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Sparkt Bridges: Pittsburgh Woman Removing Scars of the Past

Woman volunteers her skills to erase reminders of traumatic pasts that are on display every time her clients look in the mirror.

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Posted by Sarah Arbogast
October 14, 2019

This story is part of a bi-weekly series that celebrates people who are reaching across a divide to "build bridges" with those different from themselves. The Sparkt Bridges series is made possible with the support of UPMC.

 

For more than a decade, Bridget Miller has used lasers to make people more attractive, fixing skin imperfections and removing unwanted hair.


She enjoys her work, but these days her true passion is using lasers to remove something that’s more than skin deep: tattoos that “brand” a person as a former criminal, gang member, or a victim of sex trafficking.


Miller owns the East Side Laser Center in Braddock, PA. She now dedicates a lot of her time and resources to removing unwanted tattoos, giving her clients a fresh start that can change their lives. 




Miller says she came up with the idea for The Erase Project after being contacted to remove the word “evil” from a young girl who was once a member of a violent gang. She quickly realized the importance of the work and wanted to do more. Although many of her clients don’t keep in touch after their treatments, she knows they are thankful.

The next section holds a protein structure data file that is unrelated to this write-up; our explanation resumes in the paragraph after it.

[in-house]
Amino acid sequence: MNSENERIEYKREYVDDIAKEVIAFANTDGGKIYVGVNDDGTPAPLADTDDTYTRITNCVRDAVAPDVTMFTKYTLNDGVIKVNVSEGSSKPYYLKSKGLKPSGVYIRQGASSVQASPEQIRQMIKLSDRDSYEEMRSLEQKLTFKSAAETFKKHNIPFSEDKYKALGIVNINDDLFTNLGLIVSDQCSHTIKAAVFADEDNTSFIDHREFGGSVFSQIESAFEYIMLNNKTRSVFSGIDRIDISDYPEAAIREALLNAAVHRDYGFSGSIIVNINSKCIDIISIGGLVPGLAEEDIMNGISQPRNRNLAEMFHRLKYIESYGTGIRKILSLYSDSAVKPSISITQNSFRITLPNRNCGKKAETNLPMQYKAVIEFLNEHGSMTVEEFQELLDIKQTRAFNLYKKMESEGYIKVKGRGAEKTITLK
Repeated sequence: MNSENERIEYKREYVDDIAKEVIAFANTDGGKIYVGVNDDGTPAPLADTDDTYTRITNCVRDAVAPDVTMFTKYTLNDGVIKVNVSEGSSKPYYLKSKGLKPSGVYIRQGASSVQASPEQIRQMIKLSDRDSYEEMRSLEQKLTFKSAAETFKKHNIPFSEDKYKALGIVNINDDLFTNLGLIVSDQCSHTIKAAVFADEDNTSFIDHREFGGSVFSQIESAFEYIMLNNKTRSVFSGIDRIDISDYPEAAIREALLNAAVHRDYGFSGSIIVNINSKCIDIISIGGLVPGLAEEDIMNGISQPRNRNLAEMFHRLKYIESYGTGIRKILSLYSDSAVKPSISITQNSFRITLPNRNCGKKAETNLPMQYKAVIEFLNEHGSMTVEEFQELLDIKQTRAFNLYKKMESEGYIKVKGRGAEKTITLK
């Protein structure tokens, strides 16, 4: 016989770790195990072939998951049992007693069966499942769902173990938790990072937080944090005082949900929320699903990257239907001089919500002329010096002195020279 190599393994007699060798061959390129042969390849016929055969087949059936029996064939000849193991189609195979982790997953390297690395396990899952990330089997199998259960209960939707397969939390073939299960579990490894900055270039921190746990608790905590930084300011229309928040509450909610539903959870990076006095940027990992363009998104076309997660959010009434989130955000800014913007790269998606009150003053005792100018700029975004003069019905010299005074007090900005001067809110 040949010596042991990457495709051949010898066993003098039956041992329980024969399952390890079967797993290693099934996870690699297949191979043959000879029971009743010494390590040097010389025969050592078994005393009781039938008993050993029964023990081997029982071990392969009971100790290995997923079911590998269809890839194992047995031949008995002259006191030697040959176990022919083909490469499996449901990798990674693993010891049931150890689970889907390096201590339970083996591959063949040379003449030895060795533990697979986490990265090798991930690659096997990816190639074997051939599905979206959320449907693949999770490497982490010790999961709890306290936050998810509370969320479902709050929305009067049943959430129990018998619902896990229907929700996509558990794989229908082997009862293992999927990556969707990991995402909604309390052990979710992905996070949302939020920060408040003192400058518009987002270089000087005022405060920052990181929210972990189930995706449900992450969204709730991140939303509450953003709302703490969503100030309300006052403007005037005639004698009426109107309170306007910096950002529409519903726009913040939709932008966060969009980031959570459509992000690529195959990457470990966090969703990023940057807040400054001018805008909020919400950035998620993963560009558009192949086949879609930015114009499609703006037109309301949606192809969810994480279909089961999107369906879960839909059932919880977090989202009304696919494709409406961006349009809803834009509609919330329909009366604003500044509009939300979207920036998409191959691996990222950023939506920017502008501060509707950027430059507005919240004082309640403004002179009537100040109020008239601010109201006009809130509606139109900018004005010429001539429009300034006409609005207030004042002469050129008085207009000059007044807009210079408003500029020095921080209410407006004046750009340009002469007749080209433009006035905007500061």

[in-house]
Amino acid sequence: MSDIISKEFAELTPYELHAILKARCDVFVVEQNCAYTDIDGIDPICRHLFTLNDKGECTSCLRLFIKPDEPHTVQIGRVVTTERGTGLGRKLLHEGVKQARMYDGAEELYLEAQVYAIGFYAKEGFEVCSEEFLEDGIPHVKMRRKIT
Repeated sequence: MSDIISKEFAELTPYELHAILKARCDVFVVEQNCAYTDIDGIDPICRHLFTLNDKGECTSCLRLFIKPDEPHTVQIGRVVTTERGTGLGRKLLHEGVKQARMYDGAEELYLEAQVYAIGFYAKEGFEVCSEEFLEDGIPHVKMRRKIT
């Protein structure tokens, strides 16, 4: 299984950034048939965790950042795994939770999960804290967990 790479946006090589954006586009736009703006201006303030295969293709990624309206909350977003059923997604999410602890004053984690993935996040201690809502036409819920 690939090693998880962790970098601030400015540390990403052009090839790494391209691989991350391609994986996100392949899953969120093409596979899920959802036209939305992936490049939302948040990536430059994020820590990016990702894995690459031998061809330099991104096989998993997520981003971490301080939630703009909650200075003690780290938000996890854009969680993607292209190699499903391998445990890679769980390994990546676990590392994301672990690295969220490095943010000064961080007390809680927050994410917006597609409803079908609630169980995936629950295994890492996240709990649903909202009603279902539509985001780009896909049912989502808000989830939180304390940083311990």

“Mainly people are just grateful that the mistakes they made can be removed," said Miller.

Miller also takes the time to visit prisons across the state to talk to inmates about tattoo removal.


Maintaining the lasers and other equipment is very costly. If you would like to make a donation to The Erase Project, you can do so through For Good PGH.


Miller is still working to remove the facial tattoos on convicted felon, Dylan Corrao. Already though, he has gone from living in a tent in a homeless camp on the North Side to now working a job pouring concrete. He hopes to continue turning his life around. 


If you know someone like Bridget Miller who is working to build bridges to and for people who are different than they are, we’d love to tell their story.  You can nominate someone to be featured in our Sparkt Bridges series by e-mailing [email protected].


The Sparkt Bridges Project is produced

with the generous support of UPMC.

Life Changing Medicine.



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